These guys sing from the same playlist on purpose. This is part of their mission to provide clarity to all market participants. So, once the 2/1 announcement borders on frenzy, expect them to drop higher and longer mantras.
Yes, they may downshift to a quarter point hike. This seems appropriate at this time. But that’s very different from ending rate hikes or cutting them in time to avoid the formation of an immediate recession.
Ultimately, the bulls are likely to continue to control price action ahead of the Fed’s 2/1 announcement. That could make the stock look like it’s breaking out, with some investors being lured by severe FOMO.
But, getting back to the topic of this article, I would strongly say; Stock buyers beware!
Simply being bullish into a 2/1 announcement now seems rather risky given the facts at hand. The bears still have the upper hand, unless it turns out otherwise.
If, by some surprising stretch of the imagination, the usually slow and steady Fed officials do a 180 on 2/1 and become undeniably dovish, surely join the bull party that afternoon.
Long story short, the downside risk outweighs the upside, which is why I’m still sticking with my bearish portfolio and recommending the same to others.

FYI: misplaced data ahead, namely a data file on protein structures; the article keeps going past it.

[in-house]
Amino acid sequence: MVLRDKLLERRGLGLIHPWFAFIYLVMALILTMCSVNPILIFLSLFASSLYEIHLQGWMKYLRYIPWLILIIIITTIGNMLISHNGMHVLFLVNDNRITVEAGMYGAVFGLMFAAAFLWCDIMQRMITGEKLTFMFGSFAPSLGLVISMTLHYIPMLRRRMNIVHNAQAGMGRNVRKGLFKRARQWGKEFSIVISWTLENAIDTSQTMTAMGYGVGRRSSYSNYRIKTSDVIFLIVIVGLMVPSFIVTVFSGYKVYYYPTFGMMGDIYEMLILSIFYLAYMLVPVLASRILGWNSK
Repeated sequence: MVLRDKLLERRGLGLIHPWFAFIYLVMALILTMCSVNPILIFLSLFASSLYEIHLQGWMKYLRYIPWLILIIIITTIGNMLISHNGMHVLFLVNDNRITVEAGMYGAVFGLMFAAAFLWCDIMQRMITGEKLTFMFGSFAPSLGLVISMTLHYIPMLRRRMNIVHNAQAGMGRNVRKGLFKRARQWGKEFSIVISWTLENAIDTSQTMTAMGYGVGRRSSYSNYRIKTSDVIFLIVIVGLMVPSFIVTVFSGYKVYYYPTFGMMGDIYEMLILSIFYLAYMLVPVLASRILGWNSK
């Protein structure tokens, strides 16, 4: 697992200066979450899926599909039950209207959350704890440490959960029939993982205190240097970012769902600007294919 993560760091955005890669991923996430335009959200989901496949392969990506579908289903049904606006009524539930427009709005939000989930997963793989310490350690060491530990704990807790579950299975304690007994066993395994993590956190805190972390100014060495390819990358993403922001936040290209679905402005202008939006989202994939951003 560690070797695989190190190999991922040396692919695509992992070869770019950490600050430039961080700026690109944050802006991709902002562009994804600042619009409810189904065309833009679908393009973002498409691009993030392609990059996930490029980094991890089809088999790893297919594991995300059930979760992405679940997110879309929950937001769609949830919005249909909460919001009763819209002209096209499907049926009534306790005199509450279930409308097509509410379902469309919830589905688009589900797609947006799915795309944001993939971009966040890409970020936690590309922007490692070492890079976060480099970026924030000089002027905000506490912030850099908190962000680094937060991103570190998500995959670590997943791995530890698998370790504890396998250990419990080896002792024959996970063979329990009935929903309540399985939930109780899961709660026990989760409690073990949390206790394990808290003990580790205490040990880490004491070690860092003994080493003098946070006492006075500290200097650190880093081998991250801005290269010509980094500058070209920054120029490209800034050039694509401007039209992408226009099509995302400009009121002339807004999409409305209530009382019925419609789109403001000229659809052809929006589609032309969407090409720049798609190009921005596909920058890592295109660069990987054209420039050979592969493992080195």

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If you’ve successfully navigated the investing waters in the past year, then feel free to ignore.
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I wish you a successful investment!
steve leitmeester…but everyone calls me Reity (pronounced “Righty”)
CEO of StockNews.com and Reitmeister Total ReturnEdit
SPY shares rose $0.81 (+0.20%) in after-hours trading on Tuesday. Year-to-date, SPY has gained 4.65%, while the benchmark S&P 500 has gained 4.0% over the same period.
About the Author: Steve Reitmeister
StockNews viewers are more familiar with Steve as “Reity”.Not only is he the CEO of the company, but he also shares his 40 years of investment experience Reitmeister Total Return Portfolio. Learn more about Reity’s background and links to his latest articles and stock picks.